"Translating an Understanding of Poetry Itself: Tomas Venclova's 'Pestel Street,'" Five Points, Vol. 20, no. 1 (Summer 2020, Hot Rocks feature).
"Choosing a College: The Virtues of a Good Misfit," Inside Higher Ed, December 3, 2018.
"Reclaiming Liberty," New England Journal of Higher Education, November 26, 2018.
"This Is a Resolution? A Letter on Bellow's Seize the Day," Literary Imagination, vol. 19, no. 3 (November 2017).
"You Are Embarked: How A Philosophy Curriculum Took Shape and Took Off," American Educator, Spring 2015.
"Strong Teachers Are Crucial," in the forum "The Right Approach to Reading Instruction," Room for Debate (New York Times), July 2, 2014. With E. D. Hirsch, Pedro Noguera, Claire Needell, Lucy Calkins, Mark Federman, and Ebony Elizabeth Thomas.
"The Folly of the Big Idea: How a Liberal Arts Education Puts Fads in Perspective," American Educator, Winter 2012–2013.
"Should We Educate to Meet the Demands of the Age?" FORUM: A Publication of the ALSCW, no. 5 (What Is Education? A Response to the Council on Foreign Relations report, "U.S. Education Reform and National Security"), Autumn 2012.
"In Defense of Diane Ravitch," The New Republic (online only), December 12, 2011.
"Let Us Not Abandon Listening," Education Week, August 31, 2011.
"Let Strategies Serve Literature," Educational Leadership, March 2011.
"The Spark of Specifics: How a Strong Curriculum Enlivens Classroom and School Culture," American Educator, Winter 2010–2011.
"Why Do We Need a Philosophy of Education? The Forgotten Insights of Michael John Demiashkevich," American Educational History Journal 37, no. 1 (2010).
"The Most Daring Education Reform of All," American Educator, Spring 2010.
"Solitude: A Flashlight Under the Covers," Education Week, May 27, 2009 (online only).
The Book-Gift," in Your Echo Comes Back in Greek: A Festschrift in Honor of Rosanna Warren on the Occasion of Her Retirement, ed. Miles Cayman and Michael Rutherglen (July 2023).
"Apology in Seven Tongues," The Satirist, July 1, 2021.
"Afternoon Visit (Sestina)," Kol Hadash, Spring 2014.
"The Life and Death (and Life) of Galoom," Zirkus, Spring 1992.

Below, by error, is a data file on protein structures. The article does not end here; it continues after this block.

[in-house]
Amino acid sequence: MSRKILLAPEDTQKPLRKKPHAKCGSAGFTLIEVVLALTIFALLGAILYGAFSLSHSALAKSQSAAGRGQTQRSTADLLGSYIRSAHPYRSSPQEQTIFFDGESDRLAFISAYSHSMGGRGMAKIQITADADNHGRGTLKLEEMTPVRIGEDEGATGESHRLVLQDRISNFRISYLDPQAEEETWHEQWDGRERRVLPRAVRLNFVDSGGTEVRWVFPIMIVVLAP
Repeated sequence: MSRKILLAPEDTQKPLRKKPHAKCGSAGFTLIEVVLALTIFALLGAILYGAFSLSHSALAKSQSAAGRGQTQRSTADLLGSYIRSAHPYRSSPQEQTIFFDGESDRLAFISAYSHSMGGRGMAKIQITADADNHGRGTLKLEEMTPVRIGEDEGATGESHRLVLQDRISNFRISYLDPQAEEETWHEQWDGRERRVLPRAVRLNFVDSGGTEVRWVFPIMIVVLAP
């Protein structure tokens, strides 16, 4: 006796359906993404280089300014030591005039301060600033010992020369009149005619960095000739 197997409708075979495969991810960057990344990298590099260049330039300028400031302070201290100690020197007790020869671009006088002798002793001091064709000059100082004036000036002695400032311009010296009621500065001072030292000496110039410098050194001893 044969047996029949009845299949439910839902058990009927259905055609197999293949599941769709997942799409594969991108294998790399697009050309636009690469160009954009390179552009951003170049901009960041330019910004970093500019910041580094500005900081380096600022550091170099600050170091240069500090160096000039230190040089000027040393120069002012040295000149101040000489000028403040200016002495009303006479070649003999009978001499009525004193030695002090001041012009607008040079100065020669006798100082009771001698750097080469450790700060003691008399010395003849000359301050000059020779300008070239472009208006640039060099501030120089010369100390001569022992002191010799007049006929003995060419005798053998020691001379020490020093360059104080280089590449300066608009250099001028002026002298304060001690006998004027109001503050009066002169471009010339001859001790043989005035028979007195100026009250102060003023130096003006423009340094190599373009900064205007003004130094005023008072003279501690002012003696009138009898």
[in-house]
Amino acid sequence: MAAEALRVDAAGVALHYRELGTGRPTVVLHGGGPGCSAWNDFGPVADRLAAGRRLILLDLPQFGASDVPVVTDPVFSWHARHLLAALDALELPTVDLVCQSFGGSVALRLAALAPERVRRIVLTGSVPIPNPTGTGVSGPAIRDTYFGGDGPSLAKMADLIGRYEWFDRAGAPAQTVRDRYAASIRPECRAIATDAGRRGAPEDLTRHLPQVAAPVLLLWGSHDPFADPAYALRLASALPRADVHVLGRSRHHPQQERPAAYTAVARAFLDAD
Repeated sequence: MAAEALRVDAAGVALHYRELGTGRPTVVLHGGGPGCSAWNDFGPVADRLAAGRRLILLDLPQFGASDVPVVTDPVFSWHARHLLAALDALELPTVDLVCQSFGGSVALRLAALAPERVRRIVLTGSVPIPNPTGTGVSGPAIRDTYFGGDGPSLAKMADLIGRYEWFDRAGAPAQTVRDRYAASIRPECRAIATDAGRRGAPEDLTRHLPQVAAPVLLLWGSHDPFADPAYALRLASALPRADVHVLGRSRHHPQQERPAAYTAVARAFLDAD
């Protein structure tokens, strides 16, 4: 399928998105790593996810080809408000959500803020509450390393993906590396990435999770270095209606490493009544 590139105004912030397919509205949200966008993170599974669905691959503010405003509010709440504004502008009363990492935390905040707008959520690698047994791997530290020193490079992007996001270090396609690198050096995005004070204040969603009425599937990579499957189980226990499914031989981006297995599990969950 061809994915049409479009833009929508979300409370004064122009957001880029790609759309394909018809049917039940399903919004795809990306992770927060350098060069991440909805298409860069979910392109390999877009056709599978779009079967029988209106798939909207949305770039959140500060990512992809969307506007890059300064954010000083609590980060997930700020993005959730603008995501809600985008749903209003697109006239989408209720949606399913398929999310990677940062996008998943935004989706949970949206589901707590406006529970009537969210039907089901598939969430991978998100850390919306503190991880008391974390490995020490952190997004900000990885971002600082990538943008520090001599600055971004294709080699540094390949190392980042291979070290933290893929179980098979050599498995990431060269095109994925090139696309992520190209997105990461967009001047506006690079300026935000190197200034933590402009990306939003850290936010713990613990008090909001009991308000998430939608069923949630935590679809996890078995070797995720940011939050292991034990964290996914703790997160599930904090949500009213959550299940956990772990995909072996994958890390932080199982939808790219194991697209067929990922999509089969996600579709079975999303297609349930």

"Tower Sketch," Zirkus, Winter 1992.
"Notes for a Course on Phonology," Yale Literary Magazine, Spring 1991.
"Embarking from Libau," Zirkus, Fall 1989 (?).
"Coffee Psalm," Yale Literary Magazine, Fall 1990.
"Tornado, July 10, 1989," Zirkus, Fall 1989 (?).
"Immemorial," The Penny Truth / Krajcáros igazság, Spring 2021.
"The Auditorium," Watchword, Issue 5 (Autumn 2003).
"The Diagnosis," Watchword, Issue 3 (Spring 2002).
"November Love Letter," Yale Literary Magazine, Fall 1991.
Interviews and presentations
On Friday, September 27, 2019, I had the honor of being interviewed by the journalist and author Zsolt Bajnai for his wonderful blogSzolnok , which I read daily. This was my first interview in Hungarian.
On Friday, February 22, 2019, I flew in from Hungary to give a reading at Book Culture in New York City. We had a lively discussion. Thanks to everyone who came!
On Thursday, February 14, 2019, I had two book discussions in Szolnok: first at the Széchenyi István Gimnázium, and later at the Verseghy Ferenc Könyvtár. Marianna Fekete was the beszélgetőtárs (discussion partner). Thanks to everyone who came and everyone who made this possible. You can see the poster here and a photo here. (Thanks to my colleague Fekete Józsefné for the photo.)
On Tuesday, October 30, 2018, the Dallas Institute of Humanities and Culture hosted the first event for Mind over Memes; I read from the book, engaged in dialogue with Dr. Larry Allums, and answered questions from the audience. Thanks to everyone who came and to everyone who made this event possible! You can read a Q&A here; a video will be available soon.